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Nuclear Weapons and Climate Change Biggest Challenges for Humanity

16.06.2015 - 14:51
(updated: 06.06.2016 - 13:48)
  • Picture Jaakko Grönfors
  • Scott Caris
Enrique Orta, Ambassador, Republic of Cuba

Enrique Orta
Republic of Cuba


Nuclear weapons, along with climate change, now constitute the biggest challenges facing humanity.

The mere existence of nuclear arms is a threat against humanity. The use of a tiny part of the over 16,000 existing nuclear weapons, of which 4,000 are operational, would have catastrophic consequences for our planet.

The idea of “nuclear deterrence” as the basis for unsustainable and unacceptable military doctrines must be definitely abandoned; far from contributing to nuclear disarmament, they stimulate the perpetual possession of those weapons.

The use of nuclear weapons implies the flagrant violation of international standards related to the prevention of genocide and protection of the environment. My country, Cuba, maintains that the use of nuclear weapons is illegal, immoral and cannot be justified under any security concept or doctrine.

It is unacceptable that in today’s world more is being spent on measures to wage war than on promoting development. Just to give an example, in 2013 the astronomical figure of 1.75 billion dollars in global military spending was reached.  A great part of that money being dedicated today to maintaining and modernizing nuclear arsenals should be used to benefit humankind, to promote the economic and social development of countries, to definitely eradicate poverty and to provide a decent life for all human beings without exception.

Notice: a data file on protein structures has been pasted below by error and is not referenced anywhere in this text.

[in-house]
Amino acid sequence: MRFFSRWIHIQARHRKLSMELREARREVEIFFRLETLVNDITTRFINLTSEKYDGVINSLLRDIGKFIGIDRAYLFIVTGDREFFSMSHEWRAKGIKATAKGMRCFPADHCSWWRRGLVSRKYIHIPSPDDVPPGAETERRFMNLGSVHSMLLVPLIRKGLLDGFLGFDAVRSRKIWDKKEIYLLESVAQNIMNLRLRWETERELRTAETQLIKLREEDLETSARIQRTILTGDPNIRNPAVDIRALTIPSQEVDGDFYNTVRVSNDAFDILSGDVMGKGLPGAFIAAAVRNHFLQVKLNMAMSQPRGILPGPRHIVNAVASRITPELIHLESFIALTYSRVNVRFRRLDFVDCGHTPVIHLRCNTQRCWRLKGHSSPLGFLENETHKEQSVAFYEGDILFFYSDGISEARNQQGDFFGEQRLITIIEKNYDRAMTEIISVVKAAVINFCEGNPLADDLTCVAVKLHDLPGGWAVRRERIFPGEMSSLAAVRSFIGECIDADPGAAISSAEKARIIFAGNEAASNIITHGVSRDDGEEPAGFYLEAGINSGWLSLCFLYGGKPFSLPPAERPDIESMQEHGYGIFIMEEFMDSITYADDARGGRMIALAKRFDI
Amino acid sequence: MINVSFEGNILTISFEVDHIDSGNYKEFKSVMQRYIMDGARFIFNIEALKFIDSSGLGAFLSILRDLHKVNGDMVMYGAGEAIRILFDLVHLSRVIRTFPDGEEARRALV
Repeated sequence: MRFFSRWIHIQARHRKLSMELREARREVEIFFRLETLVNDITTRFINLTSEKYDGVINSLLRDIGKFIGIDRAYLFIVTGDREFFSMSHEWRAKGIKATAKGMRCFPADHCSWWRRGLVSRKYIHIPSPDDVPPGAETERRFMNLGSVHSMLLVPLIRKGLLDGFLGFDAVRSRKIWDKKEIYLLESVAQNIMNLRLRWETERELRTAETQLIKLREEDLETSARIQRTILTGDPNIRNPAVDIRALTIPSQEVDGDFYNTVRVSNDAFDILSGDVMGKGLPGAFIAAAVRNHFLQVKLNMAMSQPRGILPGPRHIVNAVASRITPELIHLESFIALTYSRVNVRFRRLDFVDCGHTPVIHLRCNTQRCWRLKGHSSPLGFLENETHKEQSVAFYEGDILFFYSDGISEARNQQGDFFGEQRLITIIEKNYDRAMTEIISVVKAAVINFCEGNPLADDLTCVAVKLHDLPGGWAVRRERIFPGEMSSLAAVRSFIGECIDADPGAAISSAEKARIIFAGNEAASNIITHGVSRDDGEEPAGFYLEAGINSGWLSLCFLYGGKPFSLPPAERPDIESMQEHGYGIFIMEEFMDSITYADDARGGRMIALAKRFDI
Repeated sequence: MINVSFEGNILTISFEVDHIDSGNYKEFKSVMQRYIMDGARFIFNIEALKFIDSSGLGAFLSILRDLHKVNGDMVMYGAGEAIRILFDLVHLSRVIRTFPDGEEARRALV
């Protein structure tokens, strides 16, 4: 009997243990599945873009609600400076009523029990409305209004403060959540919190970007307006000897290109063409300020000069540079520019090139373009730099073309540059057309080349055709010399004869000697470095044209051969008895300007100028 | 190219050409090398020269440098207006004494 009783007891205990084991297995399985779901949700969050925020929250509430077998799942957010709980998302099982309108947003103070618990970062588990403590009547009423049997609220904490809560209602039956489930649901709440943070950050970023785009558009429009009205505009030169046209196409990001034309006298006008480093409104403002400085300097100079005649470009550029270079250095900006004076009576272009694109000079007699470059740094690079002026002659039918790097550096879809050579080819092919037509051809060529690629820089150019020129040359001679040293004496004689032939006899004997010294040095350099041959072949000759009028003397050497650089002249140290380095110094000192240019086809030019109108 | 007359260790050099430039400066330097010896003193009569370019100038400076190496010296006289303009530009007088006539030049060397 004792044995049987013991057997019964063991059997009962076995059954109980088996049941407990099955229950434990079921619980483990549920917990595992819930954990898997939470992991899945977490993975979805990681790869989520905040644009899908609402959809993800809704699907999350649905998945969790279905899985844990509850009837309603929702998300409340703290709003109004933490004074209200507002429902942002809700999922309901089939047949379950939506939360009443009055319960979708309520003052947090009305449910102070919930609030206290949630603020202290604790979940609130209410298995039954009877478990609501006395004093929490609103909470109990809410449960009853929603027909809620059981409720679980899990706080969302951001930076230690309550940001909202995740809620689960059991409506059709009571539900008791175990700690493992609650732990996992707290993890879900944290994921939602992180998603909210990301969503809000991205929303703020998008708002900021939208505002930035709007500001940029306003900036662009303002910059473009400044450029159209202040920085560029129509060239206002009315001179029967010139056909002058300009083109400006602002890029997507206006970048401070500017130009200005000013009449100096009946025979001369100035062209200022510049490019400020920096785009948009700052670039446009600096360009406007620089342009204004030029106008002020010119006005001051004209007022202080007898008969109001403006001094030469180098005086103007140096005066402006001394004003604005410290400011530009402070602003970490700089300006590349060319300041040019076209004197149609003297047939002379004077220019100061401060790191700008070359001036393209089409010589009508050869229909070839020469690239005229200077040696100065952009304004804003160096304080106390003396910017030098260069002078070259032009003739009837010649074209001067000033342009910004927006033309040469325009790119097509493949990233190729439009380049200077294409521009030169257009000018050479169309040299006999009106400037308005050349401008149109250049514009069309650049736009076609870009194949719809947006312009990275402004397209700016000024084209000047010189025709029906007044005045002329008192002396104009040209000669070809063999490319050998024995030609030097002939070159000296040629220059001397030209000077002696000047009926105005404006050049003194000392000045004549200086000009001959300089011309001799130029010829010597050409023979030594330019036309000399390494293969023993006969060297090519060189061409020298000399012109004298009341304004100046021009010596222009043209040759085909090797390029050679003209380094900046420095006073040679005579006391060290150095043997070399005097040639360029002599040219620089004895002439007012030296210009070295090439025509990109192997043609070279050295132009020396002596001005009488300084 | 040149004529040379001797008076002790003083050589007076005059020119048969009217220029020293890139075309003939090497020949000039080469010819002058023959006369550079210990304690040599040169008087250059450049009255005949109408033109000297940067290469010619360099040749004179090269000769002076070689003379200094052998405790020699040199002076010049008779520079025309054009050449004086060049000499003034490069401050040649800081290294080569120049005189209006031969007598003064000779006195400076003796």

Many International Conferences have contributed to a greater international understanding about the serious risks and catastrophic humanitarian consequences associated with the existence of nuclear arms. But that is not enough, nor can it be the final objective. 

In terms of a historical milestone on January 29th of 2014, on the occasion of the Second Summit of the Community of Latin American and Caribbean States (CELAC) held in Havana, the Latin American and Caribbean region was formally proclaimed as a Zone of Peace. The proclamation includes the region’s States’ resolute commitment to promoting nuclear disarmament as its top priority objective.

Despite the complex international situation and the conflicting positions between the major world powers, it could achieve the target of cessation of the nuclear arms race and nuclear disarmament. We should put all our efforts on actions to promote, by all possible means and ways, creating a culture or education world peace and against nuclear weapons and to offer a vision of the present and future importance of "a world without nuclear weapons".

Last September 26 was celebrated for the first time, the "International Day for Total Elimination of Nuclear Weapons". Cuba welcomes the widespread international support for this initiative and urges the governments, parliaments and civil society to commemorate every year on September 26 the International Day for Total Elimination of Nuclear Weapons to draw attention to the urgent necessity of attaining total elimination of nuclear weapons.

I am convinced that to achieve lasting peace and a better world for everyone equally, it is necessary a new world order based on peace, human solidarity and social justice.

Thank you very much.